Plutocrats: The Rise of the New Global Super Rich and the Fall of Everyone Else by Chrystia Freeland – book review

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by Amelia Gordon

Plutocrats is a rather alarming book. Many of the middle class in America think they are ruled by a bureaucracy or even by their elected politicians, but, it may come as a shock to understand that a new plutocracy has emerged with a significant influence on their lives. Plutocracy derives from Ancient Greek πλοῦτος, ploutos, meaning “wealth”, and κράτος, kratos, meaning “power, dominion, rule”, that is, in common parlance, the rule of the wealthy. Wealthy does not quite describe it though. Many are wealthy – but these are the super wealthy with fortunes in the billions. As the author puts it, people making a mere 5-10 million dollars per year are stretched, maxed out in debt as they try to keep up with the super rich who fly their own planes.

Chrystia Freeland has chronicled the rich and super rich for over 20 years and she makes the startling observation that the real disparity is not the inequality between the 1% and 99% so central to the “occupy” movement but between the 1% and the .01% of the top 1%. There wealth rises exponentially and she comments that many movements including the Orange Revolution and perhaps the Egyptian one, are really battles between millionaires and billionaires, with the rest of us simply pawns or sidelined.

The middle class as we know it in America is being hollowed out by travelling capital which can pursue the greatest profit and the lowest wages in many jurisdictions around the world, but those at the very top are becoming stupendously wealthy and they have their own private society – Davos, Bilderberg Group and other exclusive venues to discuss their philosophies.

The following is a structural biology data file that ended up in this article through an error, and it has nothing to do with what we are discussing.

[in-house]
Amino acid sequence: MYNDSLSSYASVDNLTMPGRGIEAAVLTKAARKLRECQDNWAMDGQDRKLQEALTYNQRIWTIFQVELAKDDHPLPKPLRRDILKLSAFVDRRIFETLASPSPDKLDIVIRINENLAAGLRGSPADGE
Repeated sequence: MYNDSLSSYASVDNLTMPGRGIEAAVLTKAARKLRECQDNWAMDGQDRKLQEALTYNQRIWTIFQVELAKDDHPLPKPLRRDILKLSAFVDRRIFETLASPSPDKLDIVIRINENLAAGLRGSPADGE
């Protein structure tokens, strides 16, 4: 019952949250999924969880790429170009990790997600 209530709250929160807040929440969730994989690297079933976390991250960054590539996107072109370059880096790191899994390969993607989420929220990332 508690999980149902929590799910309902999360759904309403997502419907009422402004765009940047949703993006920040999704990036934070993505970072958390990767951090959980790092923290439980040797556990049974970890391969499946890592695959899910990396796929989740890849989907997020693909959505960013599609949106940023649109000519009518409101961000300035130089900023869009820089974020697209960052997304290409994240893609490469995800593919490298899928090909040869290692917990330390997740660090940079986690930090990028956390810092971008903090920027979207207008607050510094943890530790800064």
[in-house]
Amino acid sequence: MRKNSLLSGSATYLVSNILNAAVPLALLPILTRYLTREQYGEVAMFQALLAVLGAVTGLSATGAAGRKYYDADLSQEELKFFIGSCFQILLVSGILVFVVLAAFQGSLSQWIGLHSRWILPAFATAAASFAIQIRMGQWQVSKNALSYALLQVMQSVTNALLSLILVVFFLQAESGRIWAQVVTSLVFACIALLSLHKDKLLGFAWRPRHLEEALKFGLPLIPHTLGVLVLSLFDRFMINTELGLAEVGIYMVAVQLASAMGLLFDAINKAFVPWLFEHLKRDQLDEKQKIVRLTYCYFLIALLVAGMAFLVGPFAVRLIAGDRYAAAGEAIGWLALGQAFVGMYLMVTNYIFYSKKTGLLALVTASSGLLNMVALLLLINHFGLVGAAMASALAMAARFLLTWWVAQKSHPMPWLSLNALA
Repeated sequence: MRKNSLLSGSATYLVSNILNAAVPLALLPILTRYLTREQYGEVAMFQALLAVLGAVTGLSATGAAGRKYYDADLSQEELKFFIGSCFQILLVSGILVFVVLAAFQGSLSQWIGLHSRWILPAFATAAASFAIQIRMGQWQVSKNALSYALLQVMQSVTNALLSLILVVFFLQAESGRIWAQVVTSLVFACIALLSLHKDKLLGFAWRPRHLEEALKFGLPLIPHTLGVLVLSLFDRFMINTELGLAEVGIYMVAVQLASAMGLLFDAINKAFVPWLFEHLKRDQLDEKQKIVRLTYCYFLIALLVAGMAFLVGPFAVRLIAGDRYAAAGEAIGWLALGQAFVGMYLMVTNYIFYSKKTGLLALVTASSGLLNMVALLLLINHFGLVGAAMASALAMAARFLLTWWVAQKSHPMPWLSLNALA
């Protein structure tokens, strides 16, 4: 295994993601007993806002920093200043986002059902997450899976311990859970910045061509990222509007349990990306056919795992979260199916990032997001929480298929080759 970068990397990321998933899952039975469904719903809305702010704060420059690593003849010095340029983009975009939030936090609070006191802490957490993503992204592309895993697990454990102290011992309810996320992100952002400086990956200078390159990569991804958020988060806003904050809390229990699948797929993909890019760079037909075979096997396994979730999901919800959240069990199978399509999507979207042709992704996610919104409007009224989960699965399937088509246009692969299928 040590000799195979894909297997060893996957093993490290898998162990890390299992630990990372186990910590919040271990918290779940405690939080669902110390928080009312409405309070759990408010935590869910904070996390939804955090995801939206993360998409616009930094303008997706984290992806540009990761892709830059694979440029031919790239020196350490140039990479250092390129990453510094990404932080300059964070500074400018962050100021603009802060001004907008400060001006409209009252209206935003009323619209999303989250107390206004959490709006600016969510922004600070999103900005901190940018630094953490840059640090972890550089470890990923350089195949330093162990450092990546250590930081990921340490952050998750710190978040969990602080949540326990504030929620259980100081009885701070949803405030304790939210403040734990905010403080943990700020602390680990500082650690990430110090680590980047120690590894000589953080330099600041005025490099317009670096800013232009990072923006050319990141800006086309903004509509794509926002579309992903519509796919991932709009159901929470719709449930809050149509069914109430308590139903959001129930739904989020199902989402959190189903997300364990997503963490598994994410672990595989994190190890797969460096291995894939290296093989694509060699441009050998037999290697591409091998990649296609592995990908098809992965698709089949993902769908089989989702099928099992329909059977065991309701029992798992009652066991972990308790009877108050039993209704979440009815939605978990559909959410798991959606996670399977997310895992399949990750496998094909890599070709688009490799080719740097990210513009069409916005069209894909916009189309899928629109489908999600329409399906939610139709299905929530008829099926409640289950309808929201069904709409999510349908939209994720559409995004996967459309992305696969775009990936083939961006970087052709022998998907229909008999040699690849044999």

In a departure from previous eras, a significant number of plutocrats have earned their wealth through their own labour, not by inheritance or the simple clipping of coupons. Ms. Freeland points out that those who have amassed stupendous wealth in the last 20 years have had the nimbleness to take advantage of revolutionary moments and the wit to act quickly: the collapse of Communism and the auction of state enterprises, the privatization of assets in China, the technology revolution in the North America. These men (and they are most frequently men) comment that large institutions cannot act quickly enough to take advantage of such quick changes.

Financiers have definitely outpaced others in this world. Elite managers also have done especially well. In 2010, the compensation of chief executives reached 110 times that of the average worker.

An insight the book offers is that knowledge workers are, in fact, the owners of the tools of production: their knowledge and expertise. This is a major shift in the power balance. Marx said that the capitalists always owned the tools of production and the worker was merely a labour force brought in to operate them. In the knowledge economy, the labourer carries the tools and in order to exploit them, the capitalist must enlist the labourer and keep him or her employed.

This is a very good book, with insights that are reminiscent of the book The Black Swan, citing facts that surround us, many of which we experience but have never collated into a coherent pattern. If you have not completed your Christmas shopping, this is a book for your intellectual, your curious and your business relative. It is a great book for young people starting out too. It gives them an insight into where they should focus their career efforts.